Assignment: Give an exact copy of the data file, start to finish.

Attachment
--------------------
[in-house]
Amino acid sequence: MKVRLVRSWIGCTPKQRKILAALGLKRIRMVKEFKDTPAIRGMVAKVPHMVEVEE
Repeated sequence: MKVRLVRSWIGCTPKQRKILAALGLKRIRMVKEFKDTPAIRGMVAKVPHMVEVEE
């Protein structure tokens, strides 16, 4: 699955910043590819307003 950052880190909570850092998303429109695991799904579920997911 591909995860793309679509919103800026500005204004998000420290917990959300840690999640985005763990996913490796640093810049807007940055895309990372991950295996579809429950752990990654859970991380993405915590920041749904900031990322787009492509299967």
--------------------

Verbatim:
[in-house]
Amino acid sequence: MKVRLVRSWIGCTPKQRKILAALGLKRIRMVKEFKDTPAIRGMVAKVPHMVEVEE
Repeated sequence: MKVRLVRSWIGCTPKQRKILAALGLKRIRMVKEFKDTPAIRGMVAKVPHMVEVEE
């Protein structure tokens, strides 16, 4: 699955910043590819307003 950052880190909570850092998303429109695991799904579920997911 591909995860793309679509919103800026500005204004998000420290917990959300840690999640985005763990996913490796640093810049807007940055895309990372991950295996579809429950752990990654859970991380993405915590920041749904900031990322787009492509299967």